Virgil Winston: Marketing Guru

My wife recently decreed that, in the Winston household, Saturday night is now officially, “date night.” My daughter was thrilled, until she realized date night was for Mom and Dad, and that she’d be required to pull babysitting duty so her parents could reignite the romantic flame that had recently begun to sputter out. Her objections were met with a firm reminder that driving is a privilege, not a right, and besides, she would get paid to watch her two younger brothers play video games. The new decree also mandated that I plan our first date, so I set out to create a romantic evening that my wife would not soon forget. Since my beloved let me know, in no uncertain terms, that the usual dinner at our favorite Italian restaurant wasn’t going to cut it, I locked myself in my office for a serious brainstorming session.
After a couple of hours of wracking my brain and coming up empty (that happens more often than I’d care to admit), I turned to the worldwide web for a little inspiration. Ironically, the best idea turned out to be dinner and a movie—with a twist. Instead of heading to our local Cineplex to catch the latest blockbuster, the Mrs. and I will be taking a trip back in time. I am putting together a romantic picnic dinner, complete with wine, candles and lobster ravioli from our favorite Italian restaurant, packing it up in my New Connections Rolling Collapsible Cooler, loading it into the trunk and heading to the Hollywood Cemetery for a moonlight picnic. Now, before you jump to the conclusion that my wife and I are in to some weird activities, I should tell you that the Hollywood Cemetery plays host to weekly screenings of classic films. It’s a popular activity with local hipsters and even though my wife and I are closer to being broken hipsters, I think it will be a fun evening.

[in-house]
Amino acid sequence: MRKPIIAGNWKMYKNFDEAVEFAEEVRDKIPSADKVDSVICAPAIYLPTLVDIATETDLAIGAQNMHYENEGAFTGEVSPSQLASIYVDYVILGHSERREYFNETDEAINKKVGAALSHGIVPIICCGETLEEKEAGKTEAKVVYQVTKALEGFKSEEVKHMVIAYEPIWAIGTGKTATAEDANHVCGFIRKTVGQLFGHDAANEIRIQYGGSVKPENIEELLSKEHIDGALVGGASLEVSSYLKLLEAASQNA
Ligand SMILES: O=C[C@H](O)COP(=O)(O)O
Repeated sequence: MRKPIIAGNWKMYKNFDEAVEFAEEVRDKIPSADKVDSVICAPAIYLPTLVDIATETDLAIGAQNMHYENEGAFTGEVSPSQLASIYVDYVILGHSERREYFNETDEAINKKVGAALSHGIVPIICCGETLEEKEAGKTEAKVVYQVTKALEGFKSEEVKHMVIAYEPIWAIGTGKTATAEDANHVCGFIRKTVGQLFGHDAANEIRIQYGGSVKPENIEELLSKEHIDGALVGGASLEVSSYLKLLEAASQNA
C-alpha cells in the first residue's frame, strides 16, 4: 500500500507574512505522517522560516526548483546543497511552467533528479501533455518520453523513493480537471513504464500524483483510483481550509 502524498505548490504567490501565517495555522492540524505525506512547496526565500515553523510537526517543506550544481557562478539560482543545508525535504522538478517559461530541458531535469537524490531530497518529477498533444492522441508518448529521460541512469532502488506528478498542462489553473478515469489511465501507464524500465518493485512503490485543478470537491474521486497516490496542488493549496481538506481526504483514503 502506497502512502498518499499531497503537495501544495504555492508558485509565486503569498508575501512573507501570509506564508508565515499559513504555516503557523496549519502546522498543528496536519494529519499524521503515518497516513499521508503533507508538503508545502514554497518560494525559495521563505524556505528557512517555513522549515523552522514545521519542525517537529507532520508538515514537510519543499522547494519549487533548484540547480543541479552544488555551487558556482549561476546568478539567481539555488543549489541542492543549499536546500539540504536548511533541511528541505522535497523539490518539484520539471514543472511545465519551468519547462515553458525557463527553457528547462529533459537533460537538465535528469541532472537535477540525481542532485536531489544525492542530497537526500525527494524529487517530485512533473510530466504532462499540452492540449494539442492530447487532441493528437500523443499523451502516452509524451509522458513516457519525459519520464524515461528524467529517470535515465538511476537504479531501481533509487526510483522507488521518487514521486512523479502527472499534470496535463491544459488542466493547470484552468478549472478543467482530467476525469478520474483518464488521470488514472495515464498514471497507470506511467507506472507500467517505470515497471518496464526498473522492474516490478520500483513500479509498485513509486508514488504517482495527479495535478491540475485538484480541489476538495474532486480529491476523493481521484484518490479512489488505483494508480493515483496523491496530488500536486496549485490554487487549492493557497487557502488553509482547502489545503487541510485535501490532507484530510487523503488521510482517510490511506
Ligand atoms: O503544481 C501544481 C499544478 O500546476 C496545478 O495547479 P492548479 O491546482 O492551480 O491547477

As a bonus, I came up with a brilliant marketing idea for branded headstones so I can write the tickets off as a business expense. Remember, a good idea doesn’t have to be expensive—creativity counts in business, as much as it does in romance. Until next time, I leave you with a quote by my wife’s favorite director, Alfred Hitchcock. “A good film is when the price of the dinner, the theatre admission and the babysitter were worth it.”